When we kicked off our series of travel tips, we had no idea that it would turn into a series. These were the specific airport tips offered up by our team and others in response to our calls for information:
In Geneva, you can get a free train ticket to the city: left at the exit in the baggage area. (Peter Guendlig)
At Frankfurt airport, on the return journey, you can check in your bags close to the train station. It is often faster than the terminal. (Peter Guendlig)
At Heathrow T5, head to the security gates on the far right side when you walk in. They’re far less busy then the ones in front of the main door. (Joff Marshall Lee)
There’s a swimming pool at Changi Airport. If you are here for a connecting flight, and have time between flights, it’s great way to stretch out and the exercise makes you feel better on arrival. (Claire Thompson)
Not many airports offer this service for free so if you’re passing through Halifax international airport in Canada and you have a wait for a connection, WIFI is readily available free of charge. (Other airports, please take note!) You can also purchase their famous lobster! (Thanks to cheapflights.co.uk for the inside track on this one.)
Following this exercise. I went out to research the best online guides to help you get through the airport quickly. I looked for ones with the best summaries of facilities useful to business travellers. These were the best generic guides that I came up with – individual airports’ own guides vary widely. It’s worth having a quick look at your departure/destination airport’s own information before setting off.
Note that criteria for listing here wasn’t arrival and departure information, but information for making life easier for travelling through in a business context on the assumption that most business travellers are capable of finding a taxi rank, and that most will also have their hotels etc booked before leaving. Each has their own style and varies in overall quality and in page quality, but these seem a good place to start. (Example: Heathrow)
You may know some better guides and have some better tips: please do share them (below) with others who travel regularly for business.
My pick of the airport guides: World Airport Guides
What a little gem! It has lots of information, including maps, lists of facilities, and an outline of services, including where to find ATMs and mobile phone hire. I’d love to hear from any regular travellers what they think of it – to me it looked the most comprehensive I could find: World Airport Guides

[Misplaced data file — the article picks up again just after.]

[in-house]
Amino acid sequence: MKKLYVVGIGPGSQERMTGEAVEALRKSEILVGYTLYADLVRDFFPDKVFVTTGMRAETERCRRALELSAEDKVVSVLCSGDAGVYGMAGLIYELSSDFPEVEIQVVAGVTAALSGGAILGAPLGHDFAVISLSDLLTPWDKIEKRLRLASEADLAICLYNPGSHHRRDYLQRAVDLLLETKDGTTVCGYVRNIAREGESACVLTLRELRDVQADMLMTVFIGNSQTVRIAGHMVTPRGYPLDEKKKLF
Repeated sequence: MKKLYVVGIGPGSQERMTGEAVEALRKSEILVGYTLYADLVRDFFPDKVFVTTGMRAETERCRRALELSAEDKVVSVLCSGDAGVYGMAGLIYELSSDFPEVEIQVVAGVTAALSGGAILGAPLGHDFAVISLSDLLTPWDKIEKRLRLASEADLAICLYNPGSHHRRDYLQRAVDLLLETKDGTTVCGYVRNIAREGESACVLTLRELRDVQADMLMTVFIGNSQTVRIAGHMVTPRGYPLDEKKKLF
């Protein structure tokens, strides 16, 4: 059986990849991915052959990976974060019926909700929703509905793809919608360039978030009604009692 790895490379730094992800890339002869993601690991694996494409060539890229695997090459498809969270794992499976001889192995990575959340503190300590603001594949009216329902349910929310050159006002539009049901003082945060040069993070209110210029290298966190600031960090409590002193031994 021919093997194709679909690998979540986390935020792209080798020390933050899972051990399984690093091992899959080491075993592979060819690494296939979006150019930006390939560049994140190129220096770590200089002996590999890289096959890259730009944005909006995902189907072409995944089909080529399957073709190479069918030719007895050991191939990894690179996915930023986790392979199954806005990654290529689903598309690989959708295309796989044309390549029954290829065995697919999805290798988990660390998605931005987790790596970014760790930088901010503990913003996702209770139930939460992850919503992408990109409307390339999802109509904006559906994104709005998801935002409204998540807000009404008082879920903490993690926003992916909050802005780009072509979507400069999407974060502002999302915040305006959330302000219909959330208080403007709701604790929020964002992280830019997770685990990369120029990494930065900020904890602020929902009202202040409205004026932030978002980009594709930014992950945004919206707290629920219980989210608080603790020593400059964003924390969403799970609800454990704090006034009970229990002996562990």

Other good sources:
The World travel guide: Gives a brief overview of transport, news (such as works and closures) and facilities, Some information a little dated (references to work to be completed in 2011, for example, but a good palce to start
Airwise: Offers concise information, most of it current and includes nice features like the time in the host country. It doesn’t cover every airport – for example only six countries in South America, and Jamaica has found itself in Central America – and the information is variable for each airport, but what’s there seems mostly useful and accurate (including directions, parking, terminal layout).
Cheapflights airport pages After they submitted a tip for last week’s blog, I found their pages on airports. These seem useful for business travellers for including things like Wifi access.
Airport terminal maps (USA): This will give you the layout for US airports only. Not so good for knowing what’s there, but a good start for knowing where to head in the airport.
The European Rail Guide: Ironically, this rail guide offers some really useful information for air travellers: the information you’ll need to get from the airport to the closest town centre and train station.
Next week brings a travel tips double:
- Six tips for better flights
- Tony’s Top Ten for More Relaxed Travel
Don’t forget to have your say on the seat debate, beforehand: aisle, middle or window seat? (And why?)
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